I want to ask my hon. Friend tonight to end an anomaly which primarily affects the urban districts of Harrow, Enfield and my own constituency of Hornchurch. I want to ask him to facilitate applications for non-county borough status under the Local Government Act, 1933, for all urban districts which desire it and have a population exceeding 100,000. In England and Wales there are four such authorities—Harrow, Enfield, Hornchurch and Rhondda, which I understand does not desire to apply for non-county borough status.
My proposal would only affect three out of the 572 urban districts in the country, although all urban districts will be indirectly affected, because at the moment it is the existence of the giants among urban districts—Harrow is larger than any other non-county borough and has a population of nearly 250,000—which prevents such things as real competition between urban districts as to who is to be top of the housing lists. Such organisations as the Urban District Councils Association are made far less effective, because the smaller organisations cannot help but be overshadowed by the great ones.
For example, the average rateable value for all urban districts is £90,000, whereas the rateable value of Harrow is £2,125,000. The average population of urban districts is 14,000, and even in Hornchurch, which is the smallest of the three, there is a population of over 102,000. Probably the long-term solution is to give back to urban districts their right to apply for non-county borough status when they have reached, say, the old limit of a population of 40,000. Since the average population of non-county boroughs is still only round about 30,000, that is not an unreasonable suggestion. I am not putting that forward tonight, because I do not want to argue about the standstill policy of the Government in regard to applications for charters. All I want to do is to show that these three urban districts are within the general Government policy.
That policy was put forward by the Lord President of the Council on 11th July. He said then that any urban district was at perfect liberty to petition the Privy Council for a charter, but added:
I cannot hold out any hope that His Majesty would be advised to grant a charter, save in very exceptional circumstances."—[OFFICIAL REPORT, 11th July, 1949; Vol. 467, c. 22.]
In the case of the three urban districts I have mentioned, there are very remarkable circumstances. Unless by saying "very remarkable circumstances" the Lord President means no circumstances at all, these three urban districts are entitled to borough status. I hope my hon. Friend will set out clearly, for the guidance of local authorities, precisely what are the qualifications required by the Lord President.
If the House will excuse me for a moment, I will deal with the particular points which affect Hornchurch. Horn-church's claim is by no means based only on size, although a population of over 100,000 is obviously a very exceptional circumstance in regard to an urban district; it is the highest figure anyone at any time has suggested should be the qualification for a county borough. It is clearly most exceptional to have an urban district with over three times the population of the average non-county borough, with a population which exceeds almost all non-county boroughs, 14 out of the 61 administrative counties and 37 out of the 83 county boroughs. Hornchurch produces £3,250 for a penny rate, whereas the average urban district produces only £355. Here is the first exceptional circumstance.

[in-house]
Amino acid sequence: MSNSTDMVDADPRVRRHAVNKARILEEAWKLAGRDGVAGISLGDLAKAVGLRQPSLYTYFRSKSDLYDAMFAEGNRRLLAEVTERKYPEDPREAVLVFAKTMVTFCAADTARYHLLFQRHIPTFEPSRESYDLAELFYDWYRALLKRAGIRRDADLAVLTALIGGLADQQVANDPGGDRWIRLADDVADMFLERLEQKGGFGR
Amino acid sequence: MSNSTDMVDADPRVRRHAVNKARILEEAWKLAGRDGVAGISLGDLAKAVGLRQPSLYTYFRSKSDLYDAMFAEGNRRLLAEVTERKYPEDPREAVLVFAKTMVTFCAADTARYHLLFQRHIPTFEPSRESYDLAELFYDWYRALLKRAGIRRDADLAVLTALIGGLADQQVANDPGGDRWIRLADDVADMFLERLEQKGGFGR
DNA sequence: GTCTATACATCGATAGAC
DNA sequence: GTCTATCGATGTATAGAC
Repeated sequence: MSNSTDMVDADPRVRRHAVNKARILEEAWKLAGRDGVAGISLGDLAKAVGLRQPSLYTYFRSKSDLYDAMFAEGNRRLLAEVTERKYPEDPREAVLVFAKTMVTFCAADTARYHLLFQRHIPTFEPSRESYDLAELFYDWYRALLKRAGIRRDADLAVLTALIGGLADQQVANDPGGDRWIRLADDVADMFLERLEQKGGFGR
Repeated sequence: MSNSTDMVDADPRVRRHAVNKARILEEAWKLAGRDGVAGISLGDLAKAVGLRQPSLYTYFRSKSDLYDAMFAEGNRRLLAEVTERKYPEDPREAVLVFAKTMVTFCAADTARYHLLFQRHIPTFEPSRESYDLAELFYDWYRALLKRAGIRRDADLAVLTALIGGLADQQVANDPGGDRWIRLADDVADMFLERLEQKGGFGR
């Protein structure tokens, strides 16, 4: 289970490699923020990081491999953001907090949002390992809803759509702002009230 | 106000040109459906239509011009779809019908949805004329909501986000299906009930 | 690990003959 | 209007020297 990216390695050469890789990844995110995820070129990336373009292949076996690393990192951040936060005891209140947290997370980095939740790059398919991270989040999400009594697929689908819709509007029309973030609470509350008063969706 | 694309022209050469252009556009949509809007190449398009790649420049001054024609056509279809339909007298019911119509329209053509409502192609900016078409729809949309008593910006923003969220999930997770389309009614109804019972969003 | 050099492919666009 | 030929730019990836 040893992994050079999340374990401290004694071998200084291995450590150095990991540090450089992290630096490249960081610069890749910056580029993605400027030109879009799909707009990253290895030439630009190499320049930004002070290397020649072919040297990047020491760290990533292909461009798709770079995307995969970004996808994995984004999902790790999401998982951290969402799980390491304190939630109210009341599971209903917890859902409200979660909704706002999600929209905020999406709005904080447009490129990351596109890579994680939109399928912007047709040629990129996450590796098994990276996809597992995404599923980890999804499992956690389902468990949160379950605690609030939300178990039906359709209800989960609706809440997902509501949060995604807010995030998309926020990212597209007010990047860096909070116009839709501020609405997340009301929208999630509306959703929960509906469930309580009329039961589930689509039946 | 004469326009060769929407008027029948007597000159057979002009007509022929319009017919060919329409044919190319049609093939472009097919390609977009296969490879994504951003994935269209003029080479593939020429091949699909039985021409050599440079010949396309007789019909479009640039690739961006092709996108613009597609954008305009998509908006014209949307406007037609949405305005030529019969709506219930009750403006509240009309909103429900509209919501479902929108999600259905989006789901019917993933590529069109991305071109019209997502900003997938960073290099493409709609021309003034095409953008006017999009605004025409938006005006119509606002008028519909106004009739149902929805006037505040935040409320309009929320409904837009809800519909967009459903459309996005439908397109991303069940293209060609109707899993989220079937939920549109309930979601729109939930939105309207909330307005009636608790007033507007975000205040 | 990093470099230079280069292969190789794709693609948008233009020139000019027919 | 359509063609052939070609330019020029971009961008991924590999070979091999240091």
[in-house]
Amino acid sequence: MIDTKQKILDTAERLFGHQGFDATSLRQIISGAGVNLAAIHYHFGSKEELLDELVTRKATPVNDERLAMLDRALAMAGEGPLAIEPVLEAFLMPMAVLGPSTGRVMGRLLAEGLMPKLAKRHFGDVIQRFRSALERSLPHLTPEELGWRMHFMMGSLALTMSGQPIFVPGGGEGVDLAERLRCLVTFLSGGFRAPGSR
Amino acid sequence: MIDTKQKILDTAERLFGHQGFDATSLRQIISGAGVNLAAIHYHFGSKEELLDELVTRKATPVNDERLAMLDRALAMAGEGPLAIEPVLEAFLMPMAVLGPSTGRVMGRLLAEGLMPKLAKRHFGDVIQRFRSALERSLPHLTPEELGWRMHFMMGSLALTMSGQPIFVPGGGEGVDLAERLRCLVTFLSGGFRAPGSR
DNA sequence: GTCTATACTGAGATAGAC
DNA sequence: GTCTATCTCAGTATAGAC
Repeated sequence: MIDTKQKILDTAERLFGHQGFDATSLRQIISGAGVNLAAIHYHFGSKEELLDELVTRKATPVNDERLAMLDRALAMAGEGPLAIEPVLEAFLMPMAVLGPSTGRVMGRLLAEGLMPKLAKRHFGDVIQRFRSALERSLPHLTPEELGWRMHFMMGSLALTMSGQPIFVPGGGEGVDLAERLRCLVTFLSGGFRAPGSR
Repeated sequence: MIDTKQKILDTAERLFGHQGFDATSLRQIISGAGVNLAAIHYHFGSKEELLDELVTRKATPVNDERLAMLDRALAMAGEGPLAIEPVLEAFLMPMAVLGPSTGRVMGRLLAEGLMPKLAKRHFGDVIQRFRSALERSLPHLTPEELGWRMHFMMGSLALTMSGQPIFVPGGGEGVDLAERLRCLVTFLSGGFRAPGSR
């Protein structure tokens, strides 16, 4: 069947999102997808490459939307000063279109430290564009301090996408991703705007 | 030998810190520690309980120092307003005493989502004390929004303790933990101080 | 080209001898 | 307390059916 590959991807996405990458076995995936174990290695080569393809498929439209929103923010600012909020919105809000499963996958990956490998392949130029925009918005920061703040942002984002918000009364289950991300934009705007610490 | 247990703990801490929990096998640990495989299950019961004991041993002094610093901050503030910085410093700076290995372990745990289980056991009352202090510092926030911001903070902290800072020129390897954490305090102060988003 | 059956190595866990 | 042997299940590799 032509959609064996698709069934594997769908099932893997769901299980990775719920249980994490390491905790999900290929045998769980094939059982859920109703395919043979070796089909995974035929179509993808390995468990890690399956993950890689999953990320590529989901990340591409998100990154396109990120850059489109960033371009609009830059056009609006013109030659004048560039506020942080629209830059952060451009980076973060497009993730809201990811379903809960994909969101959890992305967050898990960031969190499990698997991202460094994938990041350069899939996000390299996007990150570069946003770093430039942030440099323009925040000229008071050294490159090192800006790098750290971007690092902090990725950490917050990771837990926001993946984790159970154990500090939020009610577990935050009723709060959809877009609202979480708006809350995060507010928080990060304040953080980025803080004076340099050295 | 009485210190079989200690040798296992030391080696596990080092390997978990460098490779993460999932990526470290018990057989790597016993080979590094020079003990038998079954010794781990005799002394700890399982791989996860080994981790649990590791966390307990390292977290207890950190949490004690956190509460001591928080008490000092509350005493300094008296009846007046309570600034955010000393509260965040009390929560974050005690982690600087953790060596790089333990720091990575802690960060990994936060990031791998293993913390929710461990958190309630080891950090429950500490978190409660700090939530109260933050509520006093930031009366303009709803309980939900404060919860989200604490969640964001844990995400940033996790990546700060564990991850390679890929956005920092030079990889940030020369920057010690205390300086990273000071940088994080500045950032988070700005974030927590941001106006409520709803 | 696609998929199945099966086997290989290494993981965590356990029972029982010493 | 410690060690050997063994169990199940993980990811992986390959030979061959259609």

The second very exceptional circumstance is that Hornchurch is the greater part of the only Liberty, which survived late into the 19th century and which is now not either an administrative county, a county borough or a non-county borough. Hornchurch was the capital and principal place of the old Royal Liberty of Havering, and still consists of the greater part of it in size. It is a sad thing to think that Havering, which was once as well-known as Westminster as a residence of English Kings, is now so forgotten that when a balloon carrying a man descended prematurely on the site of Edward the Confessor's Palace even its name was mis-pronounced by the B.B.C. The Old Liberty had its own quarter sessions and own county government down to 1888, and I am asking my hon. Friend to assist not so much in the granting of a new charter as in the restoration of one of the oldest corporations in this country.
In Webb's "History of Local Government" Havering is singled out as being unique in having no fewer than nine charters all of them, although contradictory, in force at the same time. Naturally, it is too late to invite the Government to undo all the results of the Norman Conquest. Except for that unhappy event, Hornchurch would have got government status equal to that of Windsor. It would have been a Royal Borough. Like Westminster Abbey, Hornchurch Church was founded by Edward the Confessor and Harold Wood, the northerly ward of the constituency, was so called because it was the hunting ground of Earl Harold, the last of the Saxon kings. Right through Saxon times until its present development Hornchurch has never had a big population, but it was renowned for its corporate spirit. For instance, early in the last century it produced, out of a population of some 3,000 or 4,000, one of the best cricketing sides in England. In 1830, the Hornchurch cricket team, all of them composed of local men, defeated an all-Essex team, playing on the ground at Woodford.